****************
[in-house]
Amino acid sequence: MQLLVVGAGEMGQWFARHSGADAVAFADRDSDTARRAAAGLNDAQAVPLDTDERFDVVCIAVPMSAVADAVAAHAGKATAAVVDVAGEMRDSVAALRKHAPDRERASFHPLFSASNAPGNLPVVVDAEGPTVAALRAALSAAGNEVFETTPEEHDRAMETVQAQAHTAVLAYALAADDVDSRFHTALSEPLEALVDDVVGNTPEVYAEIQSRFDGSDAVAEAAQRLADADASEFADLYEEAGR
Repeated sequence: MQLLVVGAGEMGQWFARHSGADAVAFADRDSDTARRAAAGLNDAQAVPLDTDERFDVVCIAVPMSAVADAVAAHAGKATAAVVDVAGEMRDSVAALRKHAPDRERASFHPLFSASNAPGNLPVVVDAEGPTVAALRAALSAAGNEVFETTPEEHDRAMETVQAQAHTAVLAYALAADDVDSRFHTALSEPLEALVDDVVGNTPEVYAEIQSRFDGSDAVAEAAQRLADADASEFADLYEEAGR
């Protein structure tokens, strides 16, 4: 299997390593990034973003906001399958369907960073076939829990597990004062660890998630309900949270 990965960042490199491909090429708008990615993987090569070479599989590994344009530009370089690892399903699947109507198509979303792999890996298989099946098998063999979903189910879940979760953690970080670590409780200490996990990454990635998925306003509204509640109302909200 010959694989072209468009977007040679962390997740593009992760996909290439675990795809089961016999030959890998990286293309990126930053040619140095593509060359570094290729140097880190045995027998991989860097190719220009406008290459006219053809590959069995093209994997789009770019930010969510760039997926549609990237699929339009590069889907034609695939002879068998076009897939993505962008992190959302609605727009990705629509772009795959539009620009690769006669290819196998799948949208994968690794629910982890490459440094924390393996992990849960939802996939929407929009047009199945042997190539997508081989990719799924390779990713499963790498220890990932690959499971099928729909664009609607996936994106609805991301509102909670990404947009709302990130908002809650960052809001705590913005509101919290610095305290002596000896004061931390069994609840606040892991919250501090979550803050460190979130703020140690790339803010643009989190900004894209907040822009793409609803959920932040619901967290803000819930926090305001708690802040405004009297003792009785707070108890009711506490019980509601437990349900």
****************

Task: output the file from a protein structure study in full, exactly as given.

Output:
[in-house]
Amino acid sequence: MQLLVVGAGEMGQWFARHSGADAVAFADRDSDTARRAAAGLNDAQAVPLDTDERFDVVCIAVPMSAVADAVAAHAGKATAAVVDVAGEMRDSVAALRKHAPDRERASFHPLFSASNAPGNLPVVVDAEGPTVAALRAALSAAGNEVFETTPEEHDRAMETVQAQAHTAVLAYALAADDVDSRFHTALSEPLEALVDDVVGNTPEVYAEIQSRFDGSDAVAEAAQRLADADASEFADLYEEAGR
Repeated sequence: MQLLVVGAGEMGQWFARHSGADAVAFADRDSDTARRAAAGLNDAQAVPLDTDERFDVVCIAVPMSAVADAVAAHAGKATAAVVDVAGEMRDSVAALRKHAPDRERASFHPLFSASNAPGNLPVVVDAEGPTVAALRAALSAAGNEVFETTPEEHDRAMETVQAQAHTAVLAYALAADDVDSRFHTALSEPLEALVDDVVGNTPEVYAEIQSRFDGSDAVAEAAQRLADADASEFADLYEEAGR
């Protein structure tokens, strides 16, 4: 299997390593990034973003906001399958369907960073076939829990597990004062660890998630309900949270 990965960042490199491909090429708008990615993987090569070479599989590994344009530009370089690892399903699947109507198509979303792999890996298989099946098998063999979903189910879940979760953690970080670590409780200490996990990454990635998925306003509204509640109302909200 010959694989072209468009977007040679962390997740593009992760996909290439675990795809089961016999030959890998990286293309990126930053040619140095593509060359570094290729140097880190045995027998991989860097190719220009406008290459006219053809590959069995093209994997789009770019930010969510760039997926549609990237699929339009590069889907034609695939002879068998076009897939993505962008992190959302609605727009990705629509772009795959539009620009690769006669290819196998799948949208994968690794629910982890490459440094924390393996992990849960939802996939929407929009047009199945042997190539997508081989990719799924390779990713499963790498220890990932690959499971099928729909664009609607996936994106609805991301509102909670990404947009709302990130908002809650960052809001705590913005509101919290610095305290002596000896004061931390069994609840606040892991919250501090979550803050460190979130703020140690790339803010643009989190900004894209907040822009793409609803959920932040619901967290803000819930926090305001708690802040405004009297003792009785707070108890009711506490019980509601437990349900």